Move The Needle

Are you moving the needle? Moving the needle is an idiom that means to make a change that is noticeable, to alter or modify something so that the effect of your action is measurable. Most often, to “move the needle” is used in a positive sense, meaning to make progress toward a goal. So, I ask again, “Are you moving the needle?”

In our industry moving the needle should be to increase sales, grow one’s brand, and bring more folks into the sport. Ultimately, the latter should be the true focus for our sport but growing the sport and retaining those who are already in is generally overlooked. Most companies seek to grow their brands. They do this by endorsements from top fishing elites. Names like Bill Dance, Kevin Van Dam, Ott Defoe, Edwin Evers, and Mike Iaconelli are among a few who are pursued for this purpose. There are many others like the Jones (Sr. & Jr.), Lee, Wheeler, Reese, and a boatload of others who are depended upon to gain brand exposure.  Having these names associated with one’s brand is an effective means to an end but to what end? They are growing brand recognition but are they really growing the sport? Most who recognize these names are already in the sport.

Today we are facing the harsh reality of declining fishing license sales. The Covid boom is over, and folks are seeking other activities to spend their time. Why are they leaving and what can we do to keep and bring in new anglers? I ask myself this almost daily and the solution might be found in one word, education. Covid brought in millions of new anglers yet, many have left or are leaving. This should not be happening, but it is, and we all feel it. If everyone that picked up fishing during covid was properly educated on habitat, equipment, techniques, etc., there is a strong likelihood that they would still be fishing.

I believe in and am consumed with the importance of education. From birth until the time I left my parents, education was pushed. I remember both my parents saying, “Education is where your future lies.” I took golf lessons, tennis lessons, baseball lessons, piano lessons and so on. I was always being taught something pertaining to the finer points of a sport or an interest. I was taught how to properly hold my fork, how to address others, and how to act in public. My entire childhood was full of coaching, teaching, and learning. Now here I am running Fishing’s Future, one of the nation’s top fishing education organizations, and it is named Fishing’s Future because all it does is fishing education.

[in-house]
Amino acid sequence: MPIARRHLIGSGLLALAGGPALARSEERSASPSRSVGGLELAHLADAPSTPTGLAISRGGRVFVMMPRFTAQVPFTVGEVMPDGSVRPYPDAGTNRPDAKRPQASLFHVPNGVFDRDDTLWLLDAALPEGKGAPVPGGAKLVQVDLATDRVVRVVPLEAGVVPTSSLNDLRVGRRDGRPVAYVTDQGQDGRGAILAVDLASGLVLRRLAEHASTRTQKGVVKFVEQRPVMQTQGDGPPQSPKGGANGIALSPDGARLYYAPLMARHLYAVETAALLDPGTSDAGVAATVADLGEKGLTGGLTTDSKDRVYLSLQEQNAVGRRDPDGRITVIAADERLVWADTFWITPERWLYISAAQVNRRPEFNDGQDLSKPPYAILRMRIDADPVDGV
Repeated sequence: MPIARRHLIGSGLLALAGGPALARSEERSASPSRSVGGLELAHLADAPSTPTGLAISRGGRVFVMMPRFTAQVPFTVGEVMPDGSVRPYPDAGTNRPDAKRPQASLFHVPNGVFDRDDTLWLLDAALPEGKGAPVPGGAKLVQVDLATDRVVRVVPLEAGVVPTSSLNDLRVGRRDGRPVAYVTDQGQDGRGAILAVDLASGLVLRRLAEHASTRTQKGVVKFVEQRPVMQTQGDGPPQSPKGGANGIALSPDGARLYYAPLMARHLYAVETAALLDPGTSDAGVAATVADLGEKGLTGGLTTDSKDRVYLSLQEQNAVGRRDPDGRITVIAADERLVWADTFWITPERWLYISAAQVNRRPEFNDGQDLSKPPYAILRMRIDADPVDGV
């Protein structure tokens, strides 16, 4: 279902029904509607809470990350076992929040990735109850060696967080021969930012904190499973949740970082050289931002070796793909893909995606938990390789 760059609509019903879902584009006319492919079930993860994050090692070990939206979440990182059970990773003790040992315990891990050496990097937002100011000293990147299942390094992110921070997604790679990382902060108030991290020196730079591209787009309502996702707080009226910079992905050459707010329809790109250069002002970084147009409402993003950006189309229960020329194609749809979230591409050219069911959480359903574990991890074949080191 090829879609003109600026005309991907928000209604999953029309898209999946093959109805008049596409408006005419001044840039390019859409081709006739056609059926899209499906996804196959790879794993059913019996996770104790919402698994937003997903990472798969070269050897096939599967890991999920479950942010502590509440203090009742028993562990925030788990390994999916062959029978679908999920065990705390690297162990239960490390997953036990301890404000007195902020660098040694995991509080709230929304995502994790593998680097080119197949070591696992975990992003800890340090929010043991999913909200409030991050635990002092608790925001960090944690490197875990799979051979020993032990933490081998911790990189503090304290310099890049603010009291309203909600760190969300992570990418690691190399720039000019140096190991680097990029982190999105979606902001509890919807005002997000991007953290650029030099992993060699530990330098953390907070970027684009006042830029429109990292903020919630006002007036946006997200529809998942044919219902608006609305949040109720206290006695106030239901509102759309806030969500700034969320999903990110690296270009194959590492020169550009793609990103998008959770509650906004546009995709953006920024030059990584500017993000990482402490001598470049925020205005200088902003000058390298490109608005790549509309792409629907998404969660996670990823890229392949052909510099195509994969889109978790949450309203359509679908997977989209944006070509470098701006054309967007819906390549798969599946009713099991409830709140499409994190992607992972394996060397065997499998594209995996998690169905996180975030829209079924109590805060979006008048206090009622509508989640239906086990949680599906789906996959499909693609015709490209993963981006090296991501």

I see education as the future of our sport, and I encourage you to do the same. Run an educational session on a product and see if you don’t sell out of that item. For example, pick bobbers and talk about their usages. There are several different bobbers styles to choose from. A beginning angler goes into a store and sees round bobber, spring bobber, stick bobber, slip bobber, cigar float, popping cork in all shapes and sizes. They are faced with deciding upon which one to buy and which one will fit their need. They are confused and their ignorance may lead them to purchase the wrong bobber or worse, walk away in frustration swearing off the sport completely. We all know that a bobber does two things: it keeps bait suspended and it acts as a strike indicator. It is not that hard but the daunting variety on the market leads to buyer confusion when they don’t fully understand each specific application different bobbers were designed to address. Case in point, last year I received a call from an individual living in Connecticut. He expressed that he was new to fishing and he had recently purchased a fishing rod combo, some worms, hooks, a bag of sinkers and a bobber. He went to the local lake and sure enough he saw his bobber dance around several times, but he was never able to hook up. On several occasions he would retrieve his line and would find his hook stripped of bait.  I asked him to describe the hook he was using and suggested he try fishing with a smaller hook.  A few days later I received an email with a picture of several bluegills and a thank you.

I moved the needle for this beginning angler. He was becoming frustrated and sought some kind of education. Most are too proud to go back into a shop and ask for guidance, so they leave their fishing equipment in the garage and return to familiar territory. This is not the end goal we want. Keeping and bringing new anglers into the sport should always be our pursuit. If we do our part, the other two end goals will take care of themselves.

Fishing’s Future is a non-profit organization dedicated to bringing families closer together through fishing education. For more information on Fishing’s Future visit